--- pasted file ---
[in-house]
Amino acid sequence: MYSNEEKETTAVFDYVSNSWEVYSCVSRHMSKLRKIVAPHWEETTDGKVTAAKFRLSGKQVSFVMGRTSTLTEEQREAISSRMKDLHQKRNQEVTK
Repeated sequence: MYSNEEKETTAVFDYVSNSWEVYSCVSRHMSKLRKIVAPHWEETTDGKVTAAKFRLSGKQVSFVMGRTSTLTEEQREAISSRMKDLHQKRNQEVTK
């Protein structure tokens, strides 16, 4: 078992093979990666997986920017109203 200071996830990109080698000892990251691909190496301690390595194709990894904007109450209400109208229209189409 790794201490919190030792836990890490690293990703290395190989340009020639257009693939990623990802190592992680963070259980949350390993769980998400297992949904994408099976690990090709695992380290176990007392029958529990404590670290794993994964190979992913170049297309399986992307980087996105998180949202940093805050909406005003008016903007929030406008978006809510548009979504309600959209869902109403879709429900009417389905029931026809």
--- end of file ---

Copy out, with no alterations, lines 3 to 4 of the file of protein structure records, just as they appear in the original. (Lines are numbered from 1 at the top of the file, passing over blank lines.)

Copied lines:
Repeated sequence: MYSNEEKETTAVFDYVSNSWEVYSCVSRHMSKLRKIVAPHWEETTDGKVTAAKFRLSGKQVSFVMGRTSTLTEEQREAISSRMKDLHQKRNQEVTK
């Protein structure tokens, strides 16, 4: 078992093979990666997986920017109203 200071996830990109080698000892990251691909190496301690390595194709990894904007109450209400109208229209189409 790794201490919190030792836990890490690293990703290395190989340009020639257009693939990623990802190592992680963070259980949350390993769980998400297992949904994408099976690990090709695992380290176990007392029958529990404590670290794993994964190979992913170049297309399986992307980087996105998180949202940093805050909406005003008016903007929030406008978006809510548009979504309600959209869902109403879709429900009417389905029931026809």